“On the run from an ancient evil and his army of terrors straight out of myths from around the world, Fi and Zeke aid Peter in his globe-trotting quest to seek out the remaining Firstborn, uncover the enemy’s plans, and gather the Warriors of Old for what may become the final battle in the world’s oldest war. Along the way, Fi and Zeke discover that they, too, have strengths of their own–though they come at a cost neither may wish to bear.”
If you’re even vaguely interested in the world of self-published fantasy novels, Paternus requires no introductions from me. One of the most popular indie urban fantasy/mythology novels, and a darling of r/fantasy, Dyrk Ashton has cemented his popularity with this second entry. Even as a reader who prefers secondary world fantasy, the first book made me sit up and take notice. The second might be one of my favorites of the year. First off, bonus points for doing a recap of the events of the previous book – this has become something of a trend recently and I will never stop adoring the authors who do it. Bloggers everywhere salute you!
Where Paternus: Rise of Gods sometimes felt a little unsure in what it was trying to do, Wrath of Gods feels much more comfortable – in some ways, I’d liken it to a camera zooming out. Where the first entry showed us Fi and Zeke frantically running from danger with little agency, here Ashton has panned back to give us a better view of the bigger picture. And quite a picture it is, with echoes of Stephen King’s The Stand in the clash of two factions, and The Dark Tower‘s collision of worlds and sense of mythos. It’s a riveting combination and I found myself much more drawn in than I did in the previous entry. The conflict between the Deva and the Asura is explored in much more detail and we learn that many of the deities carry multiple identities within different mythologies. As before, there’s a wonderful sense of learning real mythology woven in with the fantasy that led me down the wikipedia rabbit hole several times – if you’re even remotely interested in world religions this is a great read.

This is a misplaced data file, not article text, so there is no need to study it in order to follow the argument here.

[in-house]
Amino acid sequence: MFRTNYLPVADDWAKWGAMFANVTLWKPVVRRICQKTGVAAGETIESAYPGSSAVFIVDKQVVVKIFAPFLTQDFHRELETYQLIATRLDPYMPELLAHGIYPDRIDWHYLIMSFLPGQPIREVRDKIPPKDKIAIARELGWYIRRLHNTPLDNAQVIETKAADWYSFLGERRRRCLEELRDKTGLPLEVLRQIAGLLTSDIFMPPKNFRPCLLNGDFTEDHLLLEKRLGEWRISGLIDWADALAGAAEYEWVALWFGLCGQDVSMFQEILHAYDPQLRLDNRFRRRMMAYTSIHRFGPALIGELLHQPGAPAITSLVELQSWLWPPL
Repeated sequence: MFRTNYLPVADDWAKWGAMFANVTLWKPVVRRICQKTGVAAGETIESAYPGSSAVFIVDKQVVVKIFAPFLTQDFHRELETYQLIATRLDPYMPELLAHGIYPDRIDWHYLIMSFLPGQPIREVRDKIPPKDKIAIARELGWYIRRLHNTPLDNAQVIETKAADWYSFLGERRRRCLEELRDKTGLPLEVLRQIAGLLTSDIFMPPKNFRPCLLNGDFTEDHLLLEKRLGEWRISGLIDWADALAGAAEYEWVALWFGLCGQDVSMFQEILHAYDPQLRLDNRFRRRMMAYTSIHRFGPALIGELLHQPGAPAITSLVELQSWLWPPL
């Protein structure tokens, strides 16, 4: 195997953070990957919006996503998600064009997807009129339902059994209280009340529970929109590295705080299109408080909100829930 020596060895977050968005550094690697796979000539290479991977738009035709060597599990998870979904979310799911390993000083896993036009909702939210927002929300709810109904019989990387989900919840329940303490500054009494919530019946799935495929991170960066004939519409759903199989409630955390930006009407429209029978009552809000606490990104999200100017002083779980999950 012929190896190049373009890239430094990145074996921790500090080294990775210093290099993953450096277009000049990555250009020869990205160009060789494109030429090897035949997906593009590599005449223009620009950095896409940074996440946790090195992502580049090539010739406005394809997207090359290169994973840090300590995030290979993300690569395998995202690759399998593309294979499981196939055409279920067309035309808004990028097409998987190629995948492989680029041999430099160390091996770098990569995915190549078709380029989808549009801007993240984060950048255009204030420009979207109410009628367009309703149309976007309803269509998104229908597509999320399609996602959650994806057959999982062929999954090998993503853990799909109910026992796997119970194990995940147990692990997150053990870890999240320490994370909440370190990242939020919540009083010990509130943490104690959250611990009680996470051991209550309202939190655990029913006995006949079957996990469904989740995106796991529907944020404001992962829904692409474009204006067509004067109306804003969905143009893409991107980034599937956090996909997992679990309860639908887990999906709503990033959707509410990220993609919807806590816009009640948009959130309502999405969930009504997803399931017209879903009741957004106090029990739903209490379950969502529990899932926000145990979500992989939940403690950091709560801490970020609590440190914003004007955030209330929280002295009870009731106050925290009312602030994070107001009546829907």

Also, you know, look at the cover. There’s a giant fucking snake with arms and swords. I’m not made of stone, that shit’s awesome.
Fi and Zeke continue to act as excellent guides for the audience, asking the right questions and becoming stronger and more assertive within themselves. They are surrounded by a ragtag and lovable group of deities with real camaraderie and emotional ties to one another, who take it upon themselves to act as mentors and guardians. Fi in particular undergoes something of a transformation, learning what she’s really made of – one particularly good sequence involving a run up a mountain had me grinning from ear to ear, and it was a far cry from the passive character we met in the first book. There is huge growth and development throughout for the cast, and as someone who’s a big character gal I found that absolutely fucking delightful.
The worldbuilding I don’t want to go into too heavily here as spoilers abound, but it’s safe to say that I was pleased and surprised by what I found. Urban fantasy tends to be lacking in this respect because we’re usually within the world we all know and are familiar with – Ashton has widened the scope of his story beyond this, however, and it really works. It is at times surprisingly brutal and no character is ever truly safe, and the third person present tense lends it a cinematic feel, almost like stage directions. I mentioned in my review for the first novel that it wasn’t my personal cup of tea but that I felt it to be well written and enjoyable – I have to say, Ashton has won me over. This is a clear improvement over the first novel, it’s inventive as all get out and even as a secondary world epic fantasy reader I enjoyed the hell out of it (it doesn’t hurt that this story is becoming epic in scope, of course). I’d also like to give a shout out to the audiobook performance by Nik Magill, who I think did a pretty admirable job given the demanding nature of the book and sheer amount of accents he had to perform. The huge amount of development Ashton has made as a writer between novels and his ability to build on constructive criticism makes me very excited indeed for the third entry.
Score: 8/10 (5 Stars)
Bingo Squares 2018
- Reviewed on r/Fantasy
- Published 2018
- Features a Mountain Setting
- Fewer than 2500 GR Ratings
- Features a God as a Character